Radha Mitchell, Sean Bean, Laurie Holden, Deborah
Kara Unger, Kim Coates
One can not talk about movies based on videogames without
commenting on the many atrocities perpetuated on the genre.
It seemed as though the interactive media was doomed to never
get a fair shake in the theaters. When word that director
Christophe Gans (Brotherhood of the Wolf) was to direct
a movie based on one of the darker, more psychological game
series, Silent Hill, fans became intrigued. With the
producer, Konami, paying close attention to the development
and many of the cast and crew playing the actual games, fans
were cautiously optimistic.
The movie begins with Rose (Mitchell) taking her daughter,
Sharon, to Silent Hill, a town the young girl calls out during
her sleepwalking sessions. After being chased by a motorcycle
cop (Holden), Rose wrecks her SUV, knocking her unconscious.
Rose awakens in a foggy, ashen world to find her daughter
is missing. She charges into the desolate town, only to find
herself under siege by monsters as a warning siren sends the
world into a deranged darkness.
After surviving her first run-in with the darkness that randomly
shows up in Silent Hill, Rose (and eventually police officer,
Cybil) follow clues left in the town that eventually lead
them to a church where the remaining survivors hide away from
the dark monstrosities that show up from time to time. At
this same time, Rose's husband Chris (Bean) is trying to find
her as he's escorted through the town by Officer Gucci (Coats)
from the nearby town of Brahms. Between this "real world"
portion and eventual revelations found by Rose tell a tale
of zealot-filled town who burned the young Alessa thirty years
ago, thinking she was a witch. During the ceremony, a fire
broke out, igniting the coal mines below the town and killing
many of the townspeople.
It's at this point where the viewer is lead into a string
of dark revelations involving Sharon and the dark little girl
who haunts the town. In true Silent Hill fashion, the
endgame is brutal and the ending leaves just enough open for
interpretation that viewers will have something to discuss.
I would have to say that the story does a good job at trying
to capture the Silent Hill feel, though some of the
plot decisions seem a bit iffy. I personally thought the endgame
felt a bit disconnected from the build-up, as if they knew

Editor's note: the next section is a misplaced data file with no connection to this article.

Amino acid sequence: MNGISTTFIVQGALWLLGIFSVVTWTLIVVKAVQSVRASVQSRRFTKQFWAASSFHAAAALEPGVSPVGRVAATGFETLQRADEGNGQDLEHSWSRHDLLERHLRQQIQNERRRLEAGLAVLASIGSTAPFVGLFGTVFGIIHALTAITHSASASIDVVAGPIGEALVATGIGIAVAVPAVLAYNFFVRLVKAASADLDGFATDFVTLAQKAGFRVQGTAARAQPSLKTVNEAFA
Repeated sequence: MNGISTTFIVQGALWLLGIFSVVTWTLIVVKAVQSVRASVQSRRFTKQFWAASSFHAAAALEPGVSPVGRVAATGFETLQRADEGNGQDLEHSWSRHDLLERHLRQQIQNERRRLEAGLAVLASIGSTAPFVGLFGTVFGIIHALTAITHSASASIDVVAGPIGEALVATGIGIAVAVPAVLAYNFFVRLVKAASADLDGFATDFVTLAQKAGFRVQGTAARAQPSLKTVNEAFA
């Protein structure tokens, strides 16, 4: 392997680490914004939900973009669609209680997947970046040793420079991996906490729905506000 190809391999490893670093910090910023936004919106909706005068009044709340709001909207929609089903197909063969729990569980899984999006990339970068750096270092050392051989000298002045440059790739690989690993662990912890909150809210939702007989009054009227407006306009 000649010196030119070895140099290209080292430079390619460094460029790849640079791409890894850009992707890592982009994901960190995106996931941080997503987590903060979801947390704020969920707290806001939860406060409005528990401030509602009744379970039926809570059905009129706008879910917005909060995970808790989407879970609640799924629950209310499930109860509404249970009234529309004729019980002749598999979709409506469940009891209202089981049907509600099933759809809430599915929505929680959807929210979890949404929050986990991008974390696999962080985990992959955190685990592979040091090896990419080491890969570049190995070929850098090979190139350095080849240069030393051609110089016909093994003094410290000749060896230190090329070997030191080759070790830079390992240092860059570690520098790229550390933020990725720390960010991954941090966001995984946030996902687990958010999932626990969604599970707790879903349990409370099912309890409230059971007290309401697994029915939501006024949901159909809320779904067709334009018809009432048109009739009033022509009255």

an ending needed to happen, so they whipped something up.
Also, the script can offer up some lines that are a bit cringe-worthy
and unnecessary. And, the whole sidestory with Rose's husband
feels bloated, offering more content than it's worth to the
story. Fortunately, most of the cast is more talented than
the script allows. Radha Mitchell is excellent in her role,
far surpassing the script she's given.
Visually, Silent Hill captures the locations and the
mood of the games quite well. Fans of the series won't help
but feel a certain level of nostalgia in just about every
shot. Locations feel as though they're pulled straight from
the games. Character designs are pulled largely from Silent
Hill 2, except for the Hellraiser-like Janitor. Fan favorite
Pyramid Head gets redesigned for the movie, but all for the
better. Instead of a decayed hunchback that twists inhumanly,
Pyramid Head is now a monstrous giant. It's a shame that he
has so little screen time, as his presence in the film provides
some nice set-pieces.
From a special effects standpoint, there's a lot that works
well here. The liberal use of real makeup and CG effects compliment
each other well. The transition from real world to nightmare
world is so wonderfully done, I almost wish they had done
it a few more times. The nightmare world sets are also done
excellently, feeling dirty, decayed and rust-coated.
Considering the large
catalog of music available from the four games, it's not
really a surprise that the movie features a vast number of
tracks from composer Akira Yamaoka. While most of the music
is lifted straight from the original material, there are a
few revised tracks and some string arrangements have been
added. The inclusion of Akira Yamaoka's music (including Lost
Carol, You're Not Here, Ordinary Vanity,
Wounded Warsong and the original Silent Hill
theme) does a lot for legitimizing the mood set in the film.
So, how does Silent Hill fare? In terms of the original
content, quite well. The movie tries to capture the feel and
does a fine job, though the story is not nearly as well realized
as the original games. As a movie based on a game, it stands
out in rare company. For those who are not versed in Silent
Hill, though, you may find yourself lost on a lot of the
fan service present.